Quantitative Magnetic Resonance Imaging of Skeletal Muscle Disease.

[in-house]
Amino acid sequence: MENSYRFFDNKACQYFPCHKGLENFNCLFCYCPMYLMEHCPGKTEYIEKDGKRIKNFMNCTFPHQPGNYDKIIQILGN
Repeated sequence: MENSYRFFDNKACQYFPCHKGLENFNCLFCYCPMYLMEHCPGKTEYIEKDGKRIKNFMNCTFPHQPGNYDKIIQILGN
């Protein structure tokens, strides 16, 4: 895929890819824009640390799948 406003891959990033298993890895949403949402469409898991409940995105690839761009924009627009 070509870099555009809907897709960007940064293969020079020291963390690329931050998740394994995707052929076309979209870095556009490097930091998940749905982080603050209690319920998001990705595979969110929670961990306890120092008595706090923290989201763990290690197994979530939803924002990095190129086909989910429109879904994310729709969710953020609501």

Quantitative magnetic resonance imaging (qMRI) describes the development and use of MRI to quantify physical, chemical, and/or biological properties of living systems. Neuromuscular diseases often exhibit a temporally varying, spatially heterogeneous, and multi-faceted pathology. The goal of this protocol is to characterize this pathology using qMRI methods. The MRI acquisition protocol begins with localizer images (used to locate the position of the body and tissue of interest within the MRI system), quality control measurements of relevant magnetic field distributions, and structural imaging for general anatomical characterization. The qMRI portion of the protocol includes measurements of the longitudinal and transverse relaxation time constants (T1 and T2, respectively). Also acquired are diffusion-tensor MRI data, in which water diffusivity is measured and used to infer pathological processes such as edema. Quantitative magnetization transfer imaging is used to characterize the relative tissue content of macromolecular and free water protons. Lastly, fat-water MRI methods are used to characterize fibro-adipose tissue replacement of muscle. In addition to describing the data acquisition and analysis procedures, this paper also discusses the potential problems associated with these methods, the analysis and interpretation of the data, MRI safety, and strategies for artifact reduction and protocol optimization.